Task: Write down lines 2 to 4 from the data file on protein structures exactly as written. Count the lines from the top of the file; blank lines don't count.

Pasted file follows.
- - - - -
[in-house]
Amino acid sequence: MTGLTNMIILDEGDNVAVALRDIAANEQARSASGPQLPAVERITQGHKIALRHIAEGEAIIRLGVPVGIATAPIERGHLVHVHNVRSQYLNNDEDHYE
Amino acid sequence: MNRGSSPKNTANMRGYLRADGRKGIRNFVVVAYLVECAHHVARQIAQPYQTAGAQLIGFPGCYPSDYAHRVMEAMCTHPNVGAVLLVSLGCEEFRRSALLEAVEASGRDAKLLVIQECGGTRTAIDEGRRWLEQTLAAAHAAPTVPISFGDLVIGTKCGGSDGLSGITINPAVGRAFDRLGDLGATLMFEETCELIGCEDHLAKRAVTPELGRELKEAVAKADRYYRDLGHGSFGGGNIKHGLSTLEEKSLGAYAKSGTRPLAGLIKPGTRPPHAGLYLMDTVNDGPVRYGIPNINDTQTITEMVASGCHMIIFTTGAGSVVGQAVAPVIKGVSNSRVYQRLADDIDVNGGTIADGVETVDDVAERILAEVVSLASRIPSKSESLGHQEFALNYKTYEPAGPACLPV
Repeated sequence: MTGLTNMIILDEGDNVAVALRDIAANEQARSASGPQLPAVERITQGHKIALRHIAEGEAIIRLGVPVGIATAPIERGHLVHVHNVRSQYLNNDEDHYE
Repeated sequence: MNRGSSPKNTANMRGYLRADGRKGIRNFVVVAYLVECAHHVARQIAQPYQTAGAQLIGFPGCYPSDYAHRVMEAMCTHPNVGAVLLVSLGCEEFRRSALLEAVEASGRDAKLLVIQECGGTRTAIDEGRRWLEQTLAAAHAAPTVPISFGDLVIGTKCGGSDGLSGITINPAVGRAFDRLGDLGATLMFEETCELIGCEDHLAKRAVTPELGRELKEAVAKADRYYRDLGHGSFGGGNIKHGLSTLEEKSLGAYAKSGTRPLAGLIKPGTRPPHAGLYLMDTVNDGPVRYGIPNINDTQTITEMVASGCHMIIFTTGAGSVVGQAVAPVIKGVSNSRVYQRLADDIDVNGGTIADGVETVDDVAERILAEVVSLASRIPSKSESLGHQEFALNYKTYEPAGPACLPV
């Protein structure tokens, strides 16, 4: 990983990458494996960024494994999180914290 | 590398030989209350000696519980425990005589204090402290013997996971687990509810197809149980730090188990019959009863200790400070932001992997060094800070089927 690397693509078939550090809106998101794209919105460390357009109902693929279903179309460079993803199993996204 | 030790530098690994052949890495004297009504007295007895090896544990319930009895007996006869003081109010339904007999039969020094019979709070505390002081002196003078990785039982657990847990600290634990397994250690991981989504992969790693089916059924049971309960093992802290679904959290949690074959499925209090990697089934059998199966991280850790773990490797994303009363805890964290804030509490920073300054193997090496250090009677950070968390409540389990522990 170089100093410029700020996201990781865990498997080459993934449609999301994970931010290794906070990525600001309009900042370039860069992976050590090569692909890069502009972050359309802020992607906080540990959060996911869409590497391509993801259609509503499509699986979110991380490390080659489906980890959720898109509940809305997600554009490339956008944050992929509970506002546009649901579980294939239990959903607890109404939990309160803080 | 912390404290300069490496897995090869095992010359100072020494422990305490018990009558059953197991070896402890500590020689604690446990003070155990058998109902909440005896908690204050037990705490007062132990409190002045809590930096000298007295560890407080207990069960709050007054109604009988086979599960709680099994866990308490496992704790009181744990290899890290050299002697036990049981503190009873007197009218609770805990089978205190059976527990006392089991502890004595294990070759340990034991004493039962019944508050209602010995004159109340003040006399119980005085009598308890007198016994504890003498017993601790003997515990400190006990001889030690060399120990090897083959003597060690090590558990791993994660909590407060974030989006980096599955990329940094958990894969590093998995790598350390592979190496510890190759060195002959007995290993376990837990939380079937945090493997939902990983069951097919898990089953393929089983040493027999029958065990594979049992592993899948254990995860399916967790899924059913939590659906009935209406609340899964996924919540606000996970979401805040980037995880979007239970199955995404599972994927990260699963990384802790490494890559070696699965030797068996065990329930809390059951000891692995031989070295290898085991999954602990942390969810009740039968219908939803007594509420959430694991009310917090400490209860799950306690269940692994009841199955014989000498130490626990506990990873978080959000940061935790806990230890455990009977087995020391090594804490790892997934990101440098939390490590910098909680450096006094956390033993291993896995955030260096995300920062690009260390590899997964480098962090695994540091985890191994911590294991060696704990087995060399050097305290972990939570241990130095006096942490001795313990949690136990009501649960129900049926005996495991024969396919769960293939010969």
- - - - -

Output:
Amino acid sequence: MTGLTNMIILDEGDNVAVALRDIAANEQARSASGPQLPAVERITQGHKIALRHIAEGEAIIRLGVPVGIATAPIERGHLVHVHNVRSQYLNNDEDHYE
Amino acid sequence: MNRGSSPKNTANMRGYLRADGRKGIRNFVVVAYLVECAHHVARQIAQPYQTAGAQLIGFPGCYPSDYAHRVMEAMCTHPNVGAVLLVSLGCEEFRRSALLEAVEASGRDAKLLVIQECGGTRTAIDEGRRWLEQTLAAAHAAPTVPISFGDLVIGTKCGGSDGLSGITINPAVGRAFDRLGDLGATLMFEETCELIGCEDHLAKRAVTPELGRELKEAVAKADRYYRDLGHGSFGGGNIKHGLSTLEEKSLGAYAKSGTRPLAGLIKPGTRPPHAGLYLMDTVNDGPVRYGIPNINDTQTITEMVASGCHMIIFTTGAGSVVGQAVAPVIKGVSNSRVYQRLADDIDVNGGTIADGVETVDDVAERILAEVVSLASRIPSKSESLGHQEFALNYKTYEPAGPACLPV
Repeated sequence: MTGLTNMIILDEGDNVAVALRDIAANEQARSASGPQLPAVERITQGHKIALRHIAEGEAIIRLGVPVGIATAPIERGHLVHVHNVRSQYLNNDEDHYE